This module will provide an overview of a history of inscribing objects in antiquity and will focus on the use of epigraphic evidence for the study of ancient history. Over the course of the module students will engage with a wide range of epigraphic data from different ancient cultures, for instance: vows and dedications, milestones, curse tablets, inventories, ostraka, instrumenta domestica from ancient Greece, Rome, Egypt, and the Near East. The module will start with a history of epigraphy as a discipline and then an overview of how epigraphers study, publish and research inscriptions. The remainder of the module will approach inscriptions by type or material and will use these case studies to explore why and how epigraphic evidence is crucial for the study of ancient history. Topics will include: ¿ the use of epigraphy for the understanding of ancient languages ¿ dating and palaeography ¿ family, society and ancient identities ¿ literacy in antiquity ¿ the re-use of objects ¿ damnatio memoriae ¿ euergetism ¿ ancient religions ¿ the impact of imperial rule ¿ democracy ¿ death and burial The delivery of teaching material and assessment will include practical elements. For instance, students will be required to attend teaching sessions at museums and to prepare and deliver onsite presentations.

  • CLH3007 The Roman Economy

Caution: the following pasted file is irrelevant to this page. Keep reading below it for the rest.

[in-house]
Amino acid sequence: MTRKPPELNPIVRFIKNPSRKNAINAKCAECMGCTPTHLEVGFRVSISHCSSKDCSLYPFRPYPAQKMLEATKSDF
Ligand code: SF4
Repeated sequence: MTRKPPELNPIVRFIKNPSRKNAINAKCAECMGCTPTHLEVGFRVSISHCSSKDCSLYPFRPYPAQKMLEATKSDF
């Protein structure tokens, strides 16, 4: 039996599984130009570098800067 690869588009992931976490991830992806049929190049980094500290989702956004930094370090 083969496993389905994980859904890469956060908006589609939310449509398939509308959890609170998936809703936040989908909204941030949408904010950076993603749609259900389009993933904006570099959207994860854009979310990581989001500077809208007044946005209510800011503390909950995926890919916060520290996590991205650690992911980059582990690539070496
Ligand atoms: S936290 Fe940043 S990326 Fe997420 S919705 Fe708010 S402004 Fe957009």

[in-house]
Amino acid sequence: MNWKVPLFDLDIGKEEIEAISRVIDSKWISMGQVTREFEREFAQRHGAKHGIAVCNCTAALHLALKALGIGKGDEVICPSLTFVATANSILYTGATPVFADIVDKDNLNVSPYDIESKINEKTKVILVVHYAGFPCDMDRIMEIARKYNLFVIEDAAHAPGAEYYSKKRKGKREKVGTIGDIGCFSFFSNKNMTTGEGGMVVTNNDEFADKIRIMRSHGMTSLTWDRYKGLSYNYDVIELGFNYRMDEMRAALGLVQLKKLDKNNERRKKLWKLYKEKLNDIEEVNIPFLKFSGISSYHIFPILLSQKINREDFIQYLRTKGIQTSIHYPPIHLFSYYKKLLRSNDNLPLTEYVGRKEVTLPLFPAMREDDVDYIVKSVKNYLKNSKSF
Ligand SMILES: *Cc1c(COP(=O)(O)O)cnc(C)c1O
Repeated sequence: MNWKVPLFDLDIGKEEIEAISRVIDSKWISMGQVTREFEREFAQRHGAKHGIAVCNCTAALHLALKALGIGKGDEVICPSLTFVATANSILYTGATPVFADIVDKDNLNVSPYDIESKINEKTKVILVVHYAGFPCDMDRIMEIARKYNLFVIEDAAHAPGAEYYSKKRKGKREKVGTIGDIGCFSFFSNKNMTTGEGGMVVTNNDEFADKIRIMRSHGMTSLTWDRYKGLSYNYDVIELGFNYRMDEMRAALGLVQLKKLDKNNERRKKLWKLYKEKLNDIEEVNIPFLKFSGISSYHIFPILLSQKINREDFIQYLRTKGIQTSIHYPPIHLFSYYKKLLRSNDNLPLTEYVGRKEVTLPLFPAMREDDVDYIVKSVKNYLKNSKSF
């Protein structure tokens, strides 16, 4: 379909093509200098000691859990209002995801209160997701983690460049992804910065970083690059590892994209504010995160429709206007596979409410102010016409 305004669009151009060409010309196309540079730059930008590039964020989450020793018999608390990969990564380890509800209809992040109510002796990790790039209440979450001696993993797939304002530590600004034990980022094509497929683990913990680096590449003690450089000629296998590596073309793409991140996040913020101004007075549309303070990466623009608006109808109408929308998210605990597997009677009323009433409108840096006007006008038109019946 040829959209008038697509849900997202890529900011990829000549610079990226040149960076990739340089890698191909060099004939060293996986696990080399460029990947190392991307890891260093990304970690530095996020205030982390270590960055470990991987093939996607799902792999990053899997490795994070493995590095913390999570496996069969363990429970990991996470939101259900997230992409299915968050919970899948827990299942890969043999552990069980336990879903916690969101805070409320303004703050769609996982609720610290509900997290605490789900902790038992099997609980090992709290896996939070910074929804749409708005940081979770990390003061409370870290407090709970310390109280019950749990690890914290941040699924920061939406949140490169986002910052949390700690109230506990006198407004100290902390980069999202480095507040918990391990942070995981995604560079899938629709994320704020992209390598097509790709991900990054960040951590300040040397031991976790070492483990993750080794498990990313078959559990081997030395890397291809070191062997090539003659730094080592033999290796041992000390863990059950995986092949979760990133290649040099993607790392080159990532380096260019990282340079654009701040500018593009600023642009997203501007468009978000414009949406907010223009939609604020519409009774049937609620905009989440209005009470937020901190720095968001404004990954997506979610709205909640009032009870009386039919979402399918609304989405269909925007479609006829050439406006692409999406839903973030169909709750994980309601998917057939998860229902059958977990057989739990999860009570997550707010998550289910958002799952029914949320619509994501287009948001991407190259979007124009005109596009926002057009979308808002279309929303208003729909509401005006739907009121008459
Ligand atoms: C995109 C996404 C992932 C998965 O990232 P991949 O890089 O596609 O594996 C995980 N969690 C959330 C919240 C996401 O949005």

The Roman economy is an exciting and dynamic topic of study. Firstly, no consistent, hard sets of data exist for its study. Secondly, scholars from a range of disciplines remain fiercely divided about the character of the ancient economy in general with some choosing to explain a range of activities, attitudes and behaviours as `sophisticated¿ or using modern economic terms and models; with others exploring the ancient economy ever mindful of the environmental and social limitations of conditions in pre-industrial societies. This module will present a range of evidence that hints at the structure and scale of the Roman economy whilst posing fundamental questions that continue to drive scholarly debates: How can we build a picture of the ancient economy and assess ancient attitudes to production, consumption and trade without sets of hard data? In what terms can we fairly and realistically approach the study of the ancient economy? What evidence is there for long-distance trade? How `rational¿ was the Roman economy? How similar was the ancient economy to our own? This module will be multi- and interdisciplinary, introducing and exploring a range of literary and material evidence from across the Roman Empire, comparative evidence from other pre-industrial societies and modern theories.